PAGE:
1984 Scorecard Vote
In 1980 Congress enacted a $1.6 billion, five year Superfund to clean up abandoned toxic waste dumps. Since then only six dumps have been cleaned up. Out of 19,000 dump sites, the EPA has investigated about 2,000. More than half of these are a potential threat to groundwater, and thus to the drinking water used by millions of people. Although the tax on chemical manufacturers which finances most of Superfund does not run out until late 1985, by late 1984 most of the money had already been spent. To speed up the snails pace of toxic waste cleanup, it was important to expand the Superfund dramatically and immediately.
In 1984 the House voted a 5 year, $10 billion extension of Superfund. But the Senate Republican leadership, under pressure from the Reagan Administration, would not let the Superfund reauthorization legislation come to the Senate floor for a vote. Senator Bradley tried to attach a $6 billion Superfund extension to the last bill which passed the Senate in 1984, the so-called Continuing Resolution. Although Bradley's proposal was not perfect, it was strongly supported by environmental groups, and was the only way to enable a House-Senate Conference to draft any kind of Superfund extension that year.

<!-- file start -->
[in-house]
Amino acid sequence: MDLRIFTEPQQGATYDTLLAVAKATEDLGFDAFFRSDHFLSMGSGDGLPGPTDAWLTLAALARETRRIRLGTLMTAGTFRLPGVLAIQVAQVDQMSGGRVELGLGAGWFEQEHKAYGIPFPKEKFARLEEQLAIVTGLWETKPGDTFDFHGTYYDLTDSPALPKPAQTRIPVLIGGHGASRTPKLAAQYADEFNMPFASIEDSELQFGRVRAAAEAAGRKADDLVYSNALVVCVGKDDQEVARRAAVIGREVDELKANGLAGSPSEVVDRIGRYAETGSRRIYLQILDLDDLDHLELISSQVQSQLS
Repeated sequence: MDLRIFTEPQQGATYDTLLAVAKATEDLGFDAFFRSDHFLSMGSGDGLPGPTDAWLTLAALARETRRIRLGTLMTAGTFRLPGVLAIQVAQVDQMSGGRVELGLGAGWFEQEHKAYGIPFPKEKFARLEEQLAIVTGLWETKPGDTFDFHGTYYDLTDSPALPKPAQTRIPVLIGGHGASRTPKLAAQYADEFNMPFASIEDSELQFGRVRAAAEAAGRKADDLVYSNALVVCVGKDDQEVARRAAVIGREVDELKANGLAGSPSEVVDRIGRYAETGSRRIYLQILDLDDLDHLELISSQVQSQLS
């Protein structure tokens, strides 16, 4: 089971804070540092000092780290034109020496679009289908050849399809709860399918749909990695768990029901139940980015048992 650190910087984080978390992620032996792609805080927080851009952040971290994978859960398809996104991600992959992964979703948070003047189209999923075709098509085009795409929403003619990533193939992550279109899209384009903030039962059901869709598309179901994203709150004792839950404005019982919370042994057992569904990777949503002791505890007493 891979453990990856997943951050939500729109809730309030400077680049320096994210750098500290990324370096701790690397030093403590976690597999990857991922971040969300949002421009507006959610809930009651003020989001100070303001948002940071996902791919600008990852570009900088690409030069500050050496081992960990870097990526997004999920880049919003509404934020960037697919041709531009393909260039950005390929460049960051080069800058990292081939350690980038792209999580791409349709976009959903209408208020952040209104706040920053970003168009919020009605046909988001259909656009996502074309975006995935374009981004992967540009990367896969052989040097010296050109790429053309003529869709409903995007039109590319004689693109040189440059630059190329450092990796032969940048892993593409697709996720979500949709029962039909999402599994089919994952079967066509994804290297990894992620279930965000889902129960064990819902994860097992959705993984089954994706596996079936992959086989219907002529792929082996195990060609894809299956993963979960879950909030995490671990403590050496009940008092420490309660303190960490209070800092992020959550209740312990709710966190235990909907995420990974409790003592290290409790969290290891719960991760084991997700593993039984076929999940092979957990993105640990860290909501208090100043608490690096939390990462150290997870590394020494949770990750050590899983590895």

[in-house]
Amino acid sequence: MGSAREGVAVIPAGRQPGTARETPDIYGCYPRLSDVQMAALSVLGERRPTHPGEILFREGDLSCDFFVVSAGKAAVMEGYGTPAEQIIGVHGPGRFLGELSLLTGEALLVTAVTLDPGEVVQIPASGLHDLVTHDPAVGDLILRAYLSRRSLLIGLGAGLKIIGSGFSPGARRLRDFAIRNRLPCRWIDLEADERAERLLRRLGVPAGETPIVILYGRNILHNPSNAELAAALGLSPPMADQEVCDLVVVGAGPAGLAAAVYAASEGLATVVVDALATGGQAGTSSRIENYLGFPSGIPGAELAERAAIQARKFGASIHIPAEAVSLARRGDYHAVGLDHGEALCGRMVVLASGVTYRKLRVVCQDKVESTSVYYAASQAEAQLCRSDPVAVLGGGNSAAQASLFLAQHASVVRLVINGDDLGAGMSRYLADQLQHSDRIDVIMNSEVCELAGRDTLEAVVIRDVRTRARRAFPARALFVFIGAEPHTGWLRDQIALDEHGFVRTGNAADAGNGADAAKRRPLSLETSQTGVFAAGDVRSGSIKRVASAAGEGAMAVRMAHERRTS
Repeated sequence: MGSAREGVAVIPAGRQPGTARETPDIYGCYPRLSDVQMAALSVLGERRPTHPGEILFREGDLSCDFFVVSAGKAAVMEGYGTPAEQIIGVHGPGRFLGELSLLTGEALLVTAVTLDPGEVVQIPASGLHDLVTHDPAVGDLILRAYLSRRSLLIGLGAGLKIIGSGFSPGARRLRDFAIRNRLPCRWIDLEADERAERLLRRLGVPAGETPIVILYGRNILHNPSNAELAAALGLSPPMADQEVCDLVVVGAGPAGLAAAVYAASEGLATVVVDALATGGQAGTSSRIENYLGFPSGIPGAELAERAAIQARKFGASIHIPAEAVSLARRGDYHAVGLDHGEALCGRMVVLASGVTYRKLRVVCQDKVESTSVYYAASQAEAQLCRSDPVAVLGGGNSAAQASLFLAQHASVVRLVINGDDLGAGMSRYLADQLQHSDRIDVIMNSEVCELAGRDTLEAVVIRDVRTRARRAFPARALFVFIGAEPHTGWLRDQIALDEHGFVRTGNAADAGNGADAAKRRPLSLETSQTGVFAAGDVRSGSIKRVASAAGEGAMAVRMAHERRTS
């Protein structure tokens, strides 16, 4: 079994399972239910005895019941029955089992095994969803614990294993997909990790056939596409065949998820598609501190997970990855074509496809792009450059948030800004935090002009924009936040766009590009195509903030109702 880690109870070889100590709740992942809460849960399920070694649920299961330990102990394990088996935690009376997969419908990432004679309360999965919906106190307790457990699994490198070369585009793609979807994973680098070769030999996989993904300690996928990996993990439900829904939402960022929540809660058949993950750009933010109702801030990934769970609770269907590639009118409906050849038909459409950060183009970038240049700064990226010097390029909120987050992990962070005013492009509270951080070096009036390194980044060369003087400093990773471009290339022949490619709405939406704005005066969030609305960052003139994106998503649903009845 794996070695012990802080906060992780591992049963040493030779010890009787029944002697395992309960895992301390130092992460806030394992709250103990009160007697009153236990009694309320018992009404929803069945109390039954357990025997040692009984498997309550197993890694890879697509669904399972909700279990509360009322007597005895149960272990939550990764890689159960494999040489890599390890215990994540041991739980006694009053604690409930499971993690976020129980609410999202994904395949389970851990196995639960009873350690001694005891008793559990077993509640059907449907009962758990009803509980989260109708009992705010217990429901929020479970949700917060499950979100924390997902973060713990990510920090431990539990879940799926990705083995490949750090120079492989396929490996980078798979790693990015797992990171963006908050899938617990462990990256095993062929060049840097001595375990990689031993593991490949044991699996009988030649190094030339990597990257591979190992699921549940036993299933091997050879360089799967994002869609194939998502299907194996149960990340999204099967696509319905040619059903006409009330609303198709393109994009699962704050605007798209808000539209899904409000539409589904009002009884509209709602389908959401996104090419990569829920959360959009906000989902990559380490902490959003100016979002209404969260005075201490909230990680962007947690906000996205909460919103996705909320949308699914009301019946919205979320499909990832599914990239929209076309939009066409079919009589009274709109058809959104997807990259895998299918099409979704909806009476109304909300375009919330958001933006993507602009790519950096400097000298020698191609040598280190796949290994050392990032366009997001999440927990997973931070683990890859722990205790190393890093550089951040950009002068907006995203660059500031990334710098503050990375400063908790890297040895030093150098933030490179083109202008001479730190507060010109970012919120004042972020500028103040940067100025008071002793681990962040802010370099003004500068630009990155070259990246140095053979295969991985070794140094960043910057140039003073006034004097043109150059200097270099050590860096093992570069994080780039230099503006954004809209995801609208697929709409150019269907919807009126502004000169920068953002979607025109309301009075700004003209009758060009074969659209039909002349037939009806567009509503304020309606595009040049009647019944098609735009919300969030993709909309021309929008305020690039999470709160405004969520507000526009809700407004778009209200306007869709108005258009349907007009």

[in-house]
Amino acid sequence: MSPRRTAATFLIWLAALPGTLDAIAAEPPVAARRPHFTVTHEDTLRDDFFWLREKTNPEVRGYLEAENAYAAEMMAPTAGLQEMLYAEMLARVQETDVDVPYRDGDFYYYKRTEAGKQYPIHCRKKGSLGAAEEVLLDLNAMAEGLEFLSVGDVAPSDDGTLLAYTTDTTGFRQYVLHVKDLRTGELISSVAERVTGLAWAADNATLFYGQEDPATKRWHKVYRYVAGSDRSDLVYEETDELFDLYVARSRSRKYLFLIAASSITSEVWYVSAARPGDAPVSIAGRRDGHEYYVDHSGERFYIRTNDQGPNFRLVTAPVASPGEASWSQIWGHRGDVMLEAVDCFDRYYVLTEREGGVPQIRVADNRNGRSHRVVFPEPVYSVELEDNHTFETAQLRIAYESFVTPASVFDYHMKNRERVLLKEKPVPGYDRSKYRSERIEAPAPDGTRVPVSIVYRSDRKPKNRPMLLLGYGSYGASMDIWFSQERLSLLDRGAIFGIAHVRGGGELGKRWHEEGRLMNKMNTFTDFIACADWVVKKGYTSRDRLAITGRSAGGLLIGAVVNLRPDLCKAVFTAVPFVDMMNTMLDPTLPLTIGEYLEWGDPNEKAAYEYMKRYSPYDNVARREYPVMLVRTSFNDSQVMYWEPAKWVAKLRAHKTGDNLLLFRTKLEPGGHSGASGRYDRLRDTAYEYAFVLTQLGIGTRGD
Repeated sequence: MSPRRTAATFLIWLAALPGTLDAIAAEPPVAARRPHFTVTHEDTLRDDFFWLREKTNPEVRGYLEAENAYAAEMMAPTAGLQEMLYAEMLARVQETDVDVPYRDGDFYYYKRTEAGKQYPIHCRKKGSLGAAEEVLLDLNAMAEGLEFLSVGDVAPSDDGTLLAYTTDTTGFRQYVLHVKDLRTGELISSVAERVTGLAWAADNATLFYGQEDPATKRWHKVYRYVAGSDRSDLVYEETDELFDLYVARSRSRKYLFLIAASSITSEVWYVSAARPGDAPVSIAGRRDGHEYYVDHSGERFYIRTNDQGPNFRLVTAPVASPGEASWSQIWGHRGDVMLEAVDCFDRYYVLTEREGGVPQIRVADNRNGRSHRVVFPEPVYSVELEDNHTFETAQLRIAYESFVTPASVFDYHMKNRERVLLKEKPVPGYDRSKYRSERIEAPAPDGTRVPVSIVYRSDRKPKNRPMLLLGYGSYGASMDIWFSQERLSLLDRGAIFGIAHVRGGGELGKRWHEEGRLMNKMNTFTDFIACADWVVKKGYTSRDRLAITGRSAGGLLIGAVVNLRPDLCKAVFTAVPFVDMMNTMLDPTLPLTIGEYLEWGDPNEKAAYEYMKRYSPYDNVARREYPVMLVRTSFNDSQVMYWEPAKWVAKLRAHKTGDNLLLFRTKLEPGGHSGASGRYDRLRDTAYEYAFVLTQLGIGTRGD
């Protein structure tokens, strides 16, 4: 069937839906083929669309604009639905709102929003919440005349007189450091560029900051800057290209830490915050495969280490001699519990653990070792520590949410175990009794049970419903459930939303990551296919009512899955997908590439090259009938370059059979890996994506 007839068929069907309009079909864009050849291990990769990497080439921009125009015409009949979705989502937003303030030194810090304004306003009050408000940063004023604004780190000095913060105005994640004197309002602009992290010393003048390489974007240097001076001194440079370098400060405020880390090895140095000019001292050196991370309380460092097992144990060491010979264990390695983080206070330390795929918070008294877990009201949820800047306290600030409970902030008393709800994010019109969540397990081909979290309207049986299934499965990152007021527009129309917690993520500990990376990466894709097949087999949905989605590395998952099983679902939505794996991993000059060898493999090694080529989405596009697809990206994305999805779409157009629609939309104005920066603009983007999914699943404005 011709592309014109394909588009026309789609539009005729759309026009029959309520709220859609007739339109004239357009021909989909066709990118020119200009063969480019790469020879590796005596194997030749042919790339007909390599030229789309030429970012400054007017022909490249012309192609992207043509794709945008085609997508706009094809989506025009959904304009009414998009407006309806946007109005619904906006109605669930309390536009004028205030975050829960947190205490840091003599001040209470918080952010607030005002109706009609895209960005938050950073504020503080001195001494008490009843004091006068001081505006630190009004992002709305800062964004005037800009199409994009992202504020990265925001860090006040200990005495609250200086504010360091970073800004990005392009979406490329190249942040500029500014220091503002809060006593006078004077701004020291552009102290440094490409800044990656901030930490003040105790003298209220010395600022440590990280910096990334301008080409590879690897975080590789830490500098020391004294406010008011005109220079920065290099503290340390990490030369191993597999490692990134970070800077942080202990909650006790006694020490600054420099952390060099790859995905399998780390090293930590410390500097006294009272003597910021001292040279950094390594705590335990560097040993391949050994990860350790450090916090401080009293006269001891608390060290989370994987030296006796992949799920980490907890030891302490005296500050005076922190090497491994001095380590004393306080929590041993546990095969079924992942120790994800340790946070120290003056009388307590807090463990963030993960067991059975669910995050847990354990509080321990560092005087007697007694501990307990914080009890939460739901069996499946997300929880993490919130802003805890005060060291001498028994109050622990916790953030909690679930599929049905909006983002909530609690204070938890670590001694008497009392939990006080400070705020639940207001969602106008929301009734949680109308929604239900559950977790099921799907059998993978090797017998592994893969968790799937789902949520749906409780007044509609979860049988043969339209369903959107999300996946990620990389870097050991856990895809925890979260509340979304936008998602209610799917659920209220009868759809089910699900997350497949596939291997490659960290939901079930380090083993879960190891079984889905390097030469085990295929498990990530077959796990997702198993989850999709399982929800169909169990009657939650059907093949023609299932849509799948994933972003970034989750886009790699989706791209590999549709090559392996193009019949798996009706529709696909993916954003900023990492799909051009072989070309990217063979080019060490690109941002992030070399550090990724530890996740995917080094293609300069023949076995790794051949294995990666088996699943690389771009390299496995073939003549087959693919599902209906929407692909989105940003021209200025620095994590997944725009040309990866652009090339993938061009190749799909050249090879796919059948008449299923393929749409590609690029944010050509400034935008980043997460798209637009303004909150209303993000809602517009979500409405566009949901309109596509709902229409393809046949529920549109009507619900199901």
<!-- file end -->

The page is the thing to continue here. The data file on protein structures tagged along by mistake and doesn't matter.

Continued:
The vote is on whether or not Bradley would be allowed to offer his amendment to the Continuing Resolution (technically, whether the amendment was "germane"). The Bradley Amendment was ruled non-germane, 38-59; October 2, 1984. YES is the pro-environmental vote. (Amendment to 1985 Continuing Appropriations Resolution, H.J. Res. 648). The Reagan Administration opposed the Bradley Amendment. This vote prevented Superfund extension in 1984, though some extension is expected in 1985.